Those are all great resolutions. But can any of us realistically work on or complete all of them? Life gets in the way of the best of intentions. I would almost certainly choose a only few of the most important to me personally.

That doesn’t mean I’m not going to back-up my data or listen to a webinar at some point in the New Year ,for example, but I want to be realistic about what I can achieve in the coming year. And I want to leave time to continue my genealogy research!

Whatever resolutions you decide on, and no matter how few or how many you decide may suit you, just do it. Have fun, keep your goals in mind and enjoy whatever the New Year brings your way.

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  • Janice Harshbarger

    December 31, 2015

    I think the most important recommendation in this worthy post is “Have fun.” If it’s not fun, then we need to loosen up and maybe let go of one or more goals. There is more than enough good stuff to be found, that doesn’t require grinding one’s teeth or spinning our wheels repeatedly. We certainly won’t get the younger generation interested if we’re not having fun ourselves!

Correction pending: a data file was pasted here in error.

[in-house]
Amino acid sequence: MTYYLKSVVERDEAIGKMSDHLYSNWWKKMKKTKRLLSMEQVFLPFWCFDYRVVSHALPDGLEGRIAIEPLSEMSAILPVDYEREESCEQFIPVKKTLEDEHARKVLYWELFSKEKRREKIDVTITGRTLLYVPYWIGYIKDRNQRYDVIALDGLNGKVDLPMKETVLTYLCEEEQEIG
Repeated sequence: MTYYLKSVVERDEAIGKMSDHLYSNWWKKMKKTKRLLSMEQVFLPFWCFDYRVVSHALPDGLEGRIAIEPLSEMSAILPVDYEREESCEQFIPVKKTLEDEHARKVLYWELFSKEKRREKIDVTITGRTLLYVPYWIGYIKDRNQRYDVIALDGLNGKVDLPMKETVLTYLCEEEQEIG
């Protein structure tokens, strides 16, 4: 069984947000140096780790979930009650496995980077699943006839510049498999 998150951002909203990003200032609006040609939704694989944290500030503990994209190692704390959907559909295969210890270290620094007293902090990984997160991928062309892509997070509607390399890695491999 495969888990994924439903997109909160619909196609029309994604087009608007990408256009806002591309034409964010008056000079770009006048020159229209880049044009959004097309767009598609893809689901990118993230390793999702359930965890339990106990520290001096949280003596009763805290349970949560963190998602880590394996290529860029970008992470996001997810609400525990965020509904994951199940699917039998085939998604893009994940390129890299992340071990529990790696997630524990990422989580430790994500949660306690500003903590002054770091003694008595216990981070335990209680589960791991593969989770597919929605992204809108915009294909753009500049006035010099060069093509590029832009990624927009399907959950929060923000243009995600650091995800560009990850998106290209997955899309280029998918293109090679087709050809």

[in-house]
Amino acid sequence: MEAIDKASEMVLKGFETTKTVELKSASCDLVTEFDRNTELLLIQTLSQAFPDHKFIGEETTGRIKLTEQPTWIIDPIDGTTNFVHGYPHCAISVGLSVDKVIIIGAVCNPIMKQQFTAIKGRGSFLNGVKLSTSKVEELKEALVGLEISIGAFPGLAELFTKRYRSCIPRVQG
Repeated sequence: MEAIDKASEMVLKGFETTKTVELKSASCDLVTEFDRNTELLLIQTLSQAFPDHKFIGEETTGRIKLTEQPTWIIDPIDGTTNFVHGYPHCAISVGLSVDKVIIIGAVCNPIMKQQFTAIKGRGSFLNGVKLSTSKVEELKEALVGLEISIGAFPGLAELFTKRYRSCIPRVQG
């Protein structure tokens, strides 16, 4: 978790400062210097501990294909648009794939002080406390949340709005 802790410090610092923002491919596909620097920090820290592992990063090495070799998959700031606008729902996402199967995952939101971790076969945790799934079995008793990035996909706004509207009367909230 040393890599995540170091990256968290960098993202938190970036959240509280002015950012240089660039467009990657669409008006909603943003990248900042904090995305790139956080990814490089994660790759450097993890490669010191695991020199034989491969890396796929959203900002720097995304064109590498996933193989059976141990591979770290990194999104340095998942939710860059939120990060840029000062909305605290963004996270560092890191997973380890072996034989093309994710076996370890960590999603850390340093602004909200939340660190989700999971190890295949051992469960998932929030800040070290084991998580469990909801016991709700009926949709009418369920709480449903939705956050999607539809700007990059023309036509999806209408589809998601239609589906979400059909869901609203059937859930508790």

• Colleen

    January 12, 2016

    Many good points here. I am still working on some resolutions from 2014! Guess mine need to be more attainable. Whatever I do, it is fun.

  • Don Perrie

    January 27, 2016

    Absolutely——–if it is not fun, don’t do it

  • Bonnie Jakama

    January 28, 2016

    What is life without dreamers?? Inquisitive Minds can’t help themselves..Wishing all if us A wondrous year ahead.Smiles